Not many people know about irritable bowel syndrome although IBS pain affects a lot of people. In fact, statistics in the United States have shown that one out of five people suffer from irritable bowel syndrome, also called IBS for short. That is roughly 20 percent of the population. That is pretty prevalent for a disease that is not so known.
Most doctors believe that the numbers should be even higher. The lack of information has contributed to a lot of misdiagnosis and under diagnosis. Patients, it seems, do not even know that they have irritable bowel syndrome until after a few years when the symptoms are already getting out of hand.
With irritable bowel syndrome, the symptoms are often mild. Among patients suffering from the disorder, about 70 percent of them only have mild symptoms at the onset. This is the reason why the problem is not detected early on.
The Cause of IBS Pain is Unidentifiable
Unfortunately, IBS does not have a specific identifiable cause. Up until now, doctors cannot pinpoint what causes the problem in the first place. Although much research has already been done about, there is still no clear cut answer as to what exactly starts off the problem. One existing theory in the medical profession is that people suffering from irritable bowel syndrome have very sensitive large intestines or colon. Because of this increased sensitiveness, minor changes in the chemicals and substances that enter the chamber sets off a series of reactions that affect the movement of bowel in the body. Another possibility is the role of stress in the problem.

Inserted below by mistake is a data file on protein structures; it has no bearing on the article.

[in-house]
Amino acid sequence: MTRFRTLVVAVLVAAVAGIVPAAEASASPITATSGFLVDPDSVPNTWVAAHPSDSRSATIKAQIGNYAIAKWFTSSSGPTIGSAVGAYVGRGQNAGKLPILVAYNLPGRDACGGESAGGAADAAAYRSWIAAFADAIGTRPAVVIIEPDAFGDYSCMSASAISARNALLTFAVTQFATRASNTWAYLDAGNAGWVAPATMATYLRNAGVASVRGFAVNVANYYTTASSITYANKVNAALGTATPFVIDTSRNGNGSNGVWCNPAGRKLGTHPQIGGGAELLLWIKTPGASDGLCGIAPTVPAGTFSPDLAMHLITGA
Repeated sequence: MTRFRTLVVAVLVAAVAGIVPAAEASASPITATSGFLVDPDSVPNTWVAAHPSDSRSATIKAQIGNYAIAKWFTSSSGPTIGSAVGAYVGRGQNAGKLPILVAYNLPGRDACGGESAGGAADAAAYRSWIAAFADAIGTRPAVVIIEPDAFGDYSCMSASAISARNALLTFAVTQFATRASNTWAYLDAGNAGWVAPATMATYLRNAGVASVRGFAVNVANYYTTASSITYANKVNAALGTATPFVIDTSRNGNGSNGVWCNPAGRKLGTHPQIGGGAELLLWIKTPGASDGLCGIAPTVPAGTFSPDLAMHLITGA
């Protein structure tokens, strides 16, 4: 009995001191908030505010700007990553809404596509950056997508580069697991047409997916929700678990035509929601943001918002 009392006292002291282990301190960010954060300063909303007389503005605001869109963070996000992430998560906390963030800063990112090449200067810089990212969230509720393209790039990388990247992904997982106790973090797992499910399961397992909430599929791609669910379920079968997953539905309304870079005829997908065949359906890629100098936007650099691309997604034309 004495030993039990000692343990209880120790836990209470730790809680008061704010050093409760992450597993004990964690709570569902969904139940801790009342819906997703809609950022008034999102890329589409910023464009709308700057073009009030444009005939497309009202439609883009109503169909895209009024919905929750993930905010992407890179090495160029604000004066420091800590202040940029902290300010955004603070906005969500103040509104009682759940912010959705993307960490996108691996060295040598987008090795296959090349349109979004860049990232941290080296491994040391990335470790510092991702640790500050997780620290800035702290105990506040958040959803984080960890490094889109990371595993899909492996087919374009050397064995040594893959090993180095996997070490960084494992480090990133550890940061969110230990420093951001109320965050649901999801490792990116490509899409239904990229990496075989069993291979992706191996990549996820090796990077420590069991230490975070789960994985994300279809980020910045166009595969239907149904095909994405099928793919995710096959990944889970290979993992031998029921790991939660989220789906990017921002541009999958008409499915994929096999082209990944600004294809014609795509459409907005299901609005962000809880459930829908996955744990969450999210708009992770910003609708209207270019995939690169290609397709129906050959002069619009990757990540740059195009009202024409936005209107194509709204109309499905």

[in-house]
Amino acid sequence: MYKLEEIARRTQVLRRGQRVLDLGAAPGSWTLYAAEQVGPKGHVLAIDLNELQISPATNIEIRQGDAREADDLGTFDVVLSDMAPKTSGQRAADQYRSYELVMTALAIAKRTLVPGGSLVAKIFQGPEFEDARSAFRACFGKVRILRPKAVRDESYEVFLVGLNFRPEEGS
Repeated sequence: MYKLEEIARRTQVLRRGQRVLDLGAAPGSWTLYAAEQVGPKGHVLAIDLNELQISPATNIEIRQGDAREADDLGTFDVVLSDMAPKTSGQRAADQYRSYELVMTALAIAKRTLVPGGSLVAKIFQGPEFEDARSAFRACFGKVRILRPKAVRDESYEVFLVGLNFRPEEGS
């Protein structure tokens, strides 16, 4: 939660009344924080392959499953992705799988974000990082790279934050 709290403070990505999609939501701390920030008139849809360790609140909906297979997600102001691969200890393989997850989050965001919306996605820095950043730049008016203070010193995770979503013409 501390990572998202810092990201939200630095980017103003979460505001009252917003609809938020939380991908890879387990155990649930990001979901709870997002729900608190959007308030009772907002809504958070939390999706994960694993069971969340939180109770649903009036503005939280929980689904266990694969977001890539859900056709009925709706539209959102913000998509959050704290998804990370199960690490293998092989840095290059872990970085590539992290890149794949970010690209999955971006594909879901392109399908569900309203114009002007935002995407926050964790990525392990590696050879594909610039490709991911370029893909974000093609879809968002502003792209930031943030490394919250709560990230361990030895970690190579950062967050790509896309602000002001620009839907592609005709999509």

Reducing Stress Improves IBS
This happens when stress brings on changes with how the body responds and work internally. Although stress is not the cause, many still believe that easing stress can significantly improve the condition. This is true. Some doctors also recommend undergoing some psychotherapy to help the patient deal with some of the stress in his life. Another triggering factor that are being researched upon are milk and other milk products that are said to often trigger irritable bowel syndrome.
Because irritable bowel syndrome has no specific cause, diagnosis often relies on the account of symptoms that come from the patient as well as the medical history. There is no specific test that can detect the occurrence of irritable bowel syndrome. The most that doctors do is to make sure that other problems are not causing the symptoms. Hence, they will give you a number of tests designed to test other diseases and not irritable bowel syndrome.
A Few Tips to Reduce the Pain of IBS
- Eat at regular intervals.
- Don’t eat rich, spicy foods
- Eat more natural foods instead of junk food
- Lay off dairy products
- Take a good probiotic to build up your intestinal flora
- Reduce stress
And, above all – laugh a lot. It really is good medicine!